`Mountain Echoes`: Here`s what all happened on the fest`s final day!
Zee Media Bureau
Bhutan: Dr. Karma Phuntsho discussed his work with Pramod Kumar KG. He spoke about his chronicling of Bhutanese history in the book Reviews: History of Bhutan. He started mentioning how festivals like Mountain Echoes are crucial in increasing understanding between India and Bhutan and will help in continuing the friendship that the two nations share.
Dr. Phuntsho talked about Bhutanese history that he has chronicled and how he has done his best to stay unbiased in his book even though every person has their own baggage. He also talked of his work regarding the digitization of archives present at monasteries and even private homes. He talked of how there is more than one kind of knowledge that has been recorded in the monasteries and preserving it for the future is a responsibility.
Jerry Pinto and Sathya Saran spoke about the many lives of Jerry Pinto. Jerry had the entire audience engaged with the force of his words, as he talked about all the different kinds of work he has done – from his book on Helen to his book on Leela. “No book is worth hurting someone,” he said in answer to Sathya’s question about how he had to take some anecdotes out of his book. He also spoke of how the coming generation can only learn by emulation – if they see their parents read to relax, it is a habit that they too would inculcate.
Jerry talked of his absolute love for translations and he was glad that Siyahi had done translation workshops. He mentioned how to gain another access to the world he learned Urdu and he learned Marathi as it is the language of his city, Mumbai. He read a passage from his latest book Em and the Big Hoom and concluded the sessions with the words “ If you feel the truth will hurt and not impact anyone, then make it a novel.”
Lyonchen Tshering Tobgay launched the The Succesors of Zhabdrung Ngawang Namgyel - Hereditary Heirs and Reincarnations by Dr. Yoshiro Imaeda. The book is a condensed version of his PhD thesis in the English language talking about the history of Bhutan.
Ani Choying launched the book Mipham’s Dilectics and the Debates on Emptiness: To be, not to be or neither by Dr. Karma Phuntsho. An introduction to the Buddhist philosophy of Emptiness which explores a number of themes in connection with the concept of Emptiness, a highly technical but very central notion in Indo-Tibetan Buddhism. It examines the critique by the leading Nyingma school philosopher Mipham (1846-1912) formulated in his diverse writings.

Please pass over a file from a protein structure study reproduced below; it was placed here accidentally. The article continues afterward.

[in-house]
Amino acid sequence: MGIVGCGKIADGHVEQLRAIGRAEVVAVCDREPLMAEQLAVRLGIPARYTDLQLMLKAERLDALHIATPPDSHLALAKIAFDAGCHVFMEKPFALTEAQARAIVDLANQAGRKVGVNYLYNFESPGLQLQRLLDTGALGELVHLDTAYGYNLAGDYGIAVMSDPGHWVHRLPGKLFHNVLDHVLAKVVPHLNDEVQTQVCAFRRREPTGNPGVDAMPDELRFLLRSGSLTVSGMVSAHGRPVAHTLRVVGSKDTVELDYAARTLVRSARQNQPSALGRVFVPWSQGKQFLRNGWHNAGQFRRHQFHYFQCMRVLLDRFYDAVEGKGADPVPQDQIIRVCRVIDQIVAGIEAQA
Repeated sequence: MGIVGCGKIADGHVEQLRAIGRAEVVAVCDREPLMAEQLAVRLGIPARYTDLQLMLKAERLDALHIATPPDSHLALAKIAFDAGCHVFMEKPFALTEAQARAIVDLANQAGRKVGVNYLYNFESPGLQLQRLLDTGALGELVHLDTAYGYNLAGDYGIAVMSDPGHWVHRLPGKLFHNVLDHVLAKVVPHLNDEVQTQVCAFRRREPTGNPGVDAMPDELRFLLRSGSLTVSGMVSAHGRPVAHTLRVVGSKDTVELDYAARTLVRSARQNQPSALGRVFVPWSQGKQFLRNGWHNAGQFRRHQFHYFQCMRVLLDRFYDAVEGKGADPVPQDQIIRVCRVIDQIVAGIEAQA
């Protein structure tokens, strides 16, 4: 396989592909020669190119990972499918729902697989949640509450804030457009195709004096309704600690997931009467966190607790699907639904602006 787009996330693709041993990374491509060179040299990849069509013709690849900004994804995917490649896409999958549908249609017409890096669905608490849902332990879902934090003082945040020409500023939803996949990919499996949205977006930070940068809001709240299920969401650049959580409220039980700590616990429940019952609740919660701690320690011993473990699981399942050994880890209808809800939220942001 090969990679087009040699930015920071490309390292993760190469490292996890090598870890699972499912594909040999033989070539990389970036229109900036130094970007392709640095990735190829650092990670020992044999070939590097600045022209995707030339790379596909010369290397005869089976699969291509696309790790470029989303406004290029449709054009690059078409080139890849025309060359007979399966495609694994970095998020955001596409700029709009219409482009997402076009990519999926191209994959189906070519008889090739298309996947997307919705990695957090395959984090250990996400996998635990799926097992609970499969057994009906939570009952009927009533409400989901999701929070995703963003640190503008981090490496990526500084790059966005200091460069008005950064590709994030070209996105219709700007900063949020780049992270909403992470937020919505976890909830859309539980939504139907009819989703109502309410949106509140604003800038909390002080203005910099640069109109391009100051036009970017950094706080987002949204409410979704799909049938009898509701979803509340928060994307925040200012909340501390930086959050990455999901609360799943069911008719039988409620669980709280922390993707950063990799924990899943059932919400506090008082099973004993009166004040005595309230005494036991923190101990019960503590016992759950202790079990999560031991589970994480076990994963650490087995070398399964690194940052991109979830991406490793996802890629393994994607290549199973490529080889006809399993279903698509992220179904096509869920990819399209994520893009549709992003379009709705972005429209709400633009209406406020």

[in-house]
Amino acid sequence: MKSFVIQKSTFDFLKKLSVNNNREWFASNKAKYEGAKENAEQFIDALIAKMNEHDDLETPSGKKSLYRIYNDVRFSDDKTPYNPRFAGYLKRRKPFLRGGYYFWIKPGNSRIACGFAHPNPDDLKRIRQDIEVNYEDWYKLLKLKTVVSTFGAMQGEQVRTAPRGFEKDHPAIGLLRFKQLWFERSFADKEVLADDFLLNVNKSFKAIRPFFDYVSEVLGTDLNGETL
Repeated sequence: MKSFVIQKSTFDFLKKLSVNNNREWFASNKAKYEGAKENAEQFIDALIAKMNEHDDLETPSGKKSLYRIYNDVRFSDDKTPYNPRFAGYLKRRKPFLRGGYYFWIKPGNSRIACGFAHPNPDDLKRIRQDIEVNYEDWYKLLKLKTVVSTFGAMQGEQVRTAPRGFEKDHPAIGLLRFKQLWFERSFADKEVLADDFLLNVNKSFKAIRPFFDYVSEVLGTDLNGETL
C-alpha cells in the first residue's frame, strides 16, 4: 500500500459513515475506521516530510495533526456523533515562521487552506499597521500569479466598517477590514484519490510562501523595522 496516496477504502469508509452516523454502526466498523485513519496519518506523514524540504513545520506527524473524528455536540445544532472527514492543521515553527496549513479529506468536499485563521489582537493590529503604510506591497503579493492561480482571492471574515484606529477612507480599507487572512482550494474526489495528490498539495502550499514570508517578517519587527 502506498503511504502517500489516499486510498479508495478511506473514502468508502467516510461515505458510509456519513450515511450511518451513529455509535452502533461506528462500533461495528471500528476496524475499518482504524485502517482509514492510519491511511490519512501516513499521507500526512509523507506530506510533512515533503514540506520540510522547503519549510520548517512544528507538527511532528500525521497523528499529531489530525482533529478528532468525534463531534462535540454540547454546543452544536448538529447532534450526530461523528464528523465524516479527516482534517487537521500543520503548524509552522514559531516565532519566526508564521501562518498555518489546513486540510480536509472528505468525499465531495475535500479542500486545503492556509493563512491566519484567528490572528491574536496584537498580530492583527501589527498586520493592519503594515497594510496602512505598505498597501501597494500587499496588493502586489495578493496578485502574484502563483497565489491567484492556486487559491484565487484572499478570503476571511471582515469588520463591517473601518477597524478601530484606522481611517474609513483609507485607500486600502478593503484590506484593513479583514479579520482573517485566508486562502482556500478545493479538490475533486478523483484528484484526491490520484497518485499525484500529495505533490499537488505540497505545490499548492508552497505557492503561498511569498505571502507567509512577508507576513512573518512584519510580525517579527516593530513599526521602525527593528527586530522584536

Following the book launch, the two authors conversed about their work. Dr Imaeda and Dr. Phuntsho have both done similar work without ever knowing about the other, and together on the platform they promoted each other’s books. The conversation moved from history of Bhutan to the difference between Japanese and Bhutanese Buddhism. Dr. Imaeda spoke of there is a huge difference in Bhutanese and Japanese Buddhism where Bhutan has managed to keep their legacy alive and in practice. Dr. Imaeda spoke of how Mountain Echoes was an
Graphic artist Andrea Caprez started the session Speaking Graphics by performing a song that he had composed and the lyrics were by Christoph Schuler. A delightful presentation of whiteboard animation followed. Andrea drew and the view was visible on the screen while Christoph told the story behind those images in real time. The story started with their travelling in the Swiss Alps and the interesting things that they came across including cardboard farmhouses and waterfalls that were turned off at night. This was followed by a conversation about art, narration and the innovation that goes behind assimilating them with the two Swiss graphic artists in conversation with Amruta Patil.